While Asian Century unfolds, China should keep patient among doubts
Updated 19:59, 26-Nov-2019

Editor's note: As unilateralism and protectionism deeply impact the international order currently, rumors about "China being a threat to liberalism" or "declining Asia power" frequently hover around. It seems that China, and even Asia, has become a target for certain groups to bad-mouth economically and geopolitically. CGTN spoke to Kishore Mahbubani, a distinguished fellow at the Asia Research Institute, National University of Singapore, on the sidelines of Understanding China Conference in Guangzhou, south China's Guangdong Province, to have his insights on Asia Century and China's role in liberalism. The views expressed in the video are his own and not necessarily those of CGTN.

CGTN: Some commenters believe the "Asian Century" is ending far faster than anyone could have predicted. Do you still hold your opinion on Asia's power?

Mahbubani: All the people who are saying that the Asian century is ending are sadly exposing their ignorance so publicly. And I feel embarrassed for them because there's no question that Asian countries will continue to grow and do well.

They may not grow at 12 percent or 10 percent. It doesn't matter. If you grow at six percent, you double your economy every 12 years. If you grow at five percent, you double your economy every 14 years.

And the world's most populous country, China, can grow at five or six percent; India can grow at five or six percent; ASEAN can grow at five or six percent.

You add up the population of China, India, and ASEAN. It comes to three billion people. If three billion people are growing at five percent a year, this is the beginning of the greatest Asian century ever.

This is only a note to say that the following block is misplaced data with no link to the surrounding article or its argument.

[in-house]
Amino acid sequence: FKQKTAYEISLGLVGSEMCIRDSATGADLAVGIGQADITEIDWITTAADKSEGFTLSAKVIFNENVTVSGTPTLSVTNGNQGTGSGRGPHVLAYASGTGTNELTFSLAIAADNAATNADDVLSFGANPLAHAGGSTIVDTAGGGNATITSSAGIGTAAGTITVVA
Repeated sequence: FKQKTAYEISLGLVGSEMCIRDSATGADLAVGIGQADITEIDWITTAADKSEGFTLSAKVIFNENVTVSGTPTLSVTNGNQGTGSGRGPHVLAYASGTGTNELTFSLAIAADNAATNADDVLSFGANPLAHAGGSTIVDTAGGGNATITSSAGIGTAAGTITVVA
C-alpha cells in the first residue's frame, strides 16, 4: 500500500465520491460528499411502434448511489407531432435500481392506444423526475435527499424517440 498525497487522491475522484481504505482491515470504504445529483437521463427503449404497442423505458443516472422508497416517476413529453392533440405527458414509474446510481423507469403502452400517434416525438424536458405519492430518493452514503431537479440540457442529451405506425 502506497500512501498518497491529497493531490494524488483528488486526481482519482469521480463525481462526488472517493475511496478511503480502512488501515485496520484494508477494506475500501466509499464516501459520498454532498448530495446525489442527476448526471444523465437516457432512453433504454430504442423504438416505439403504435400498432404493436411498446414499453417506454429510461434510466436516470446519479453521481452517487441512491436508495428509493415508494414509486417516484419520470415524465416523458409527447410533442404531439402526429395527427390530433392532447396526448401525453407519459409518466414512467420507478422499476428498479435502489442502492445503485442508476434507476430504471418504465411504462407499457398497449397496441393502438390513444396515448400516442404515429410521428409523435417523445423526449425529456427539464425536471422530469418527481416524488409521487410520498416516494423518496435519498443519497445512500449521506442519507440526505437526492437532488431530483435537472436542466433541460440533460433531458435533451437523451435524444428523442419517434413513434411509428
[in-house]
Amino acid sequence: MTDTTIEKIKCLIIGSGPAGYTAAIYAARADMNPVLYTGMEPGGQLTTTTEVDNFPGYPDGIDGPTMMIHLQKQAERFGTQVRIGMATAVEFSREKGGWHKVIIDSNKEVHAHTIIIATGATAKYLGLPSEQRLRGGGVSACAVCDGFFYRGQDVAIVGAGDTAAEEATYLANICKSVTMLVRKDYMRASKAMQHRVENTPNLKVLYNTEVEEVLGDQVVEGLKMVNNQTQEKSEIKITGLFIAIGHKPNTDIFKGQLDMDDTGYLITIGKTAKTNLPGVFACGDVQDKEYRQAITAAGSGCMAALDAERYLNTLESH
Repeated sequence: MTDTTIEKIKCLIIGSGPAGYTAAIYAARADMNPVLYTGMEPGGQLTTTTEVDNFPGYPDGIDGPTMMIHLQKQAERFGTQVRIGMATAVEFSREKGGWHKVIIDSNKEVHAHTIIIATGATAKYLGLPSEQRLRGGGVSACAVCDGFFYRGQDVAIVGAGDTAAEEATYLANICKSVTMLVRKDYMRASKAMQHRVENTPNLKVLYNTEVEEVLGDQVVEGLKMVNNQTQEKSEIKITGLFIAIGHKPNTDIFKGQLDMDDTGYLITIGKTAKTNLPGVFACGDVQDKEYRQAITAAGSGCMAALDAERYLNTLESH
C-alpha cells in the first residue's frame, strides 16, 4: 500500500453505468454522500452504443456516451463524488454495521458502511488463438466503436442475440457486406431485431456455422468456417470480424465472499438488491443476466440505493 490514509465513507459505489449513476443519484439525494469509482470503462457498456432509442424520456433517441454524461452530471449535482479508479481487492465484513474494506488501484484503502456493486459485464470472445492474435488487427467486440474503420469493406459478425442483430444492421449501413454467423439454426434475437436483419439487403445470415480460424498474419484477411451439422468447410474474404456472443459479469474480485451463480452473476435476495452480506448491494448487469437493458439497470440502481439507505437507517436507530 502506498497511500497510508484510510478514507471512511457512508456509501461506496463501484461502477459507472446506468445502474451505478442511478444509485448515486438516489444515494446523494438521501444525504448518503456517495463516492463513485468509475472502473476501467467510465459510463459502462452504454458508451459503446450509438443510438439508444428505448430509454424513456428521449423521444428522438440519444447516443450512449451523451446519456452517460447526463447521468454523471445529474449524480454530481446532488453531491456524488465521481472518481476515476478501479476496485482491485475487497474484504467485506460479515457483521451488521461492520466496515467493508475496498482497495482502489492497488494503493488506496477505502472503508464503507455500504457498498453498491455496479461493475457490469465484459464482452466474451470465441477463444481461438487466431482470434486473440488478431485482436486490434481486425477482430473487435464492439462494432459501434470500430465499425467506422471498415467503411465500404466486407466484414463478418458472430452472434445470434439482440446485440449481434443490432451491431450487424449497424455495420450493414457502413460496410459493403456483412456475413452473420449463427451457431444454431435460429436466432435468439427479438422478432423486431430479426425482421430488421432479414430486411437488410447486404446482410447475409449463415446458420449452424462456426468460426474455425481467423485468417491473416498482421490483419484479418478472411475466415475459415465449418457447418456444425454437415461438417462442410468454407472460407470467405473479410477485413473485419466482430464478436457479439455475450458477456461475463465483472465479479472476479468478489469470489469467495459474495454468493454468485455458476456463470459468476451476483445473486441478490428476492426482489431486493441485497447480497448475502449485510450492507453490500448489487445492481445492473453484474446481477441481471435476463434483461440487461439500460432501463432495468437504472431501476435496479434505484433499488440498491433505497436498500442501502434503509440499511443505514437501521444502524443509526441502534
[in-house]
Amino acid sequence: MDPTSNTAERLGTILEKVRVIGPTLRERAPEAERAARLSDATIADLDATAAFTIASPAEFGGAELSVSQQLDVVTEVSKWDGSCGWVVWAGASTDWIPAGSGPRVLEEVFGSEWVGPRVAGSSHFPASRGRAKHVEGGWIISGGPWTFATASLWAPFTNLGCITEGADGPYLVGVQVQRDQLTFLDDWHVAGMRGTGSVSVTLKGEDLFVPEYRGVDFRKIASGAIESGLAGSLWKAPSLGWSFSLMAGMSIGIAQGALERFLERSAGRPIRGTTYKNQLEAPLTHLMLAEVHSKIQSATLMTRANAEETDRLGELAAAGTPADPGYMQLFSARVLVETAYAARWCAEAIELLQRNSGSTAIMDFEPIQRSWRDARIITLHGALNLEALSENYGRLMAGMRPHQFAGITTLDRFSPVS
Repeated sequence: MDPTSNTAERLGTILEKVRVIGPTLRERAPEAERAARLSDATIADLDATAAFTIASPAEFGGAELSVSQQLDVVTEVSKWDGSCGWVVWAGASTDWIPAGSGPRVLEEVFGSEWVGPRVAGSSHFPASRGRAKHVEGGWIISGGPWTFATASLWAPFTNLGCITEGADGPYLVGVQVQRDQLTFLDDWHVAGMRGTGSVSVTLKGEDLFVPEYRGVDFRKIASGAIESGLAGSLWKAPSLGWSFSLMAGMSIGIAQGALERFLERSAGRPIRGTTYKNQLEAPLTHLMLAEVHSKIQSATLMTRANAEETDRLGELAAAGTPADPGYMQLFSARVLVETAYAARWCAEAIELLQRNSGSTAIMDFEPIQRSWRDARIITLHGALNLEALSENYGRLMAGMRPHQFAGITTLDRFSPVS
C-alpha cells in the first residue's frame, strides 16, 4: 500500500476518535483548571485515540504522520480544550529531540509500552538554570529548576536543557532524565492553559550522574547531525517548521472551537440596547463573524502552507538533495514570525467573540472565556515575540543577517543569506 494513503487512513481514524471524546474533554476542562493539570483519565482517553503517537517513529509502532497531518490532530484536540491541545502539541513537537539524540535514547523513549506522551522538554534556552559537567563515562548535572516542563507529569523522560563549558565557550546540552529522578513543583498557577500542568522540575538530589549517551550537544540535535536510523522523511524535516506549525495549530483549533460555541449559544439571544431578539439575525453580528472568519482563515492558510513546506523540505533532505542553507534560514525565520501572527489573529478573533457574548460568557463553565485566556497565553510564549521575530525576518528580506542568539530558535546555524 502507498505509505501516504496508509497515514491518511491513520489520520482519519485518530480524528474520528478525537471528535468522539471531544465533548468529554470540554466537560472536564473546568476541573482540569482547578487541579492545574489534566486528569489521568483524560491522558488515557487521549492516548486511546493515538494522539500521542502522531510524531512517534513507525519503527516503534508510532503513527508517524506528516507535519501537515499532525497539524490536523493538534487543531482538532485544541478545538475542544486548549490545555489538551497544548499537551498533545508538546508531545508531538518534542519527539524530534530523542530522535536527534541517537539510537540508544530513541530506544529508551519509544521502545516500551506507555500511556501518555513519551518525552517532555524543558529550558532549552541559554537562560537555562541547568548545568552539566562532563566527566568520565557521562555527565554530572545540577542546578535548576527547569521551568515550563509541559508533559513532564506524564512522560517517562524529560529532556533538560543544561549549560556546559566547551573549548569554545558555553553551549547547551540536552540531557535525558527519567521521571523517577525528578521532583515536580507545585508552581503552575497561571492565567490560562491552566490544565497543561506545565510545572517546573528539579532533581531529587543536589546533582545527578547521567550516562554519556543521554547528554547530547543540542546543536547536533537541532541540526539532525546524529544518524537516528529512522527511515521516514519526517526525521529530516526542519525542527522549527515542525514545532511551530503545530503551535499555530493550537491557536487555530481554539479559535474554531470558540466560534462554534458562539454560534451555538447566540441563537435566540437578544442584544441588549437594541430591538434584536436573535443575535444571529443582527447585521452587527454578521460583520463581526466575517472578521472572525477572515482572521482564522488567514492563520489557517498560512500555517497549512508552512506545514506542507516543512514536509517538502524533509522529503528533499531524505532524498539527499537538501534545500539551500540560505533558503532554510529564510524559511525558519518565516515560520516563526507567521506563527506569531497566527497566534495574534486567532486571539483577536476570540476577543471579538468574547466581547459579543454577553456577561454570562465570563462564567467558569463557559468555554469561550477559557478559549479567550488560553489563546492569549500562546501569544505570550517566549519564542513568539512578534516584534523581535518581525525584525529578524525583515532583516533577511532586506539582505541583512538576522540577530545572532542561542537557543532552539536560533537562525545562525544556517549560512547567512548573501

CGTN: Do you think China is a threat to liberalism?

Mahbubani: I had a debate with H.R. McMaster, former national security adviser of the U.S., in the Munk Debates. And I said that the one mistake made when people look at China, [was that] they confused the liberal domestic order with the liberal international order.

Now, China is not going to have a liberal domestic order. China's political system is different, but that's not what the debate is about. The debate is about the liberal international order.

And over the past 40 years, China has begun becoming the biggest beneficiary of the liberal international order. So it's quite natural for China to become the strongest supporter of the liberal international order, as demonstrated by the two speeches that President Xi Jinping gave in Davos and in Geneva when he was there, I think, in January 2017.

So it is completely wrong to say that China is opposed to the liberal international order because China, as a country, likes to live under rules-based order. And the liberal international order at the end of the day is a rules-based order.

CGTN: How should China react to the discourse of being a threat to liberalism?

Mahbubani: In my view, China is adopting the right policy in being very calm, patient, and pragmatic in dealing with a very troubled West. It's important to understand that the people of China feel a great sense of hope for the future, and they are confident their lives tomorrow will be better than today.

But the bottom 50 percent in America don't feel optimistic for the future. In fact, the bottom 50 percent in America haven't seen their standard of living raised for the past 30 years. It remained stagnant and the bottom 50 percent in Europe don't feel a sense of hope for the future too. So China should understand that their populations are [in] trouble and (China should) be patient and calm and pragmatic.

Interviewer: Yang Chuchu
Videographer: Gao Chong
Video editor: Zhang Rongyi
Producer: Bi Jianlu
Chief editor: Pei Jian
Supervisor: Mei Yan

(If you want to contribute and have specific expertise, please contact us at opinions@cgtn.com.)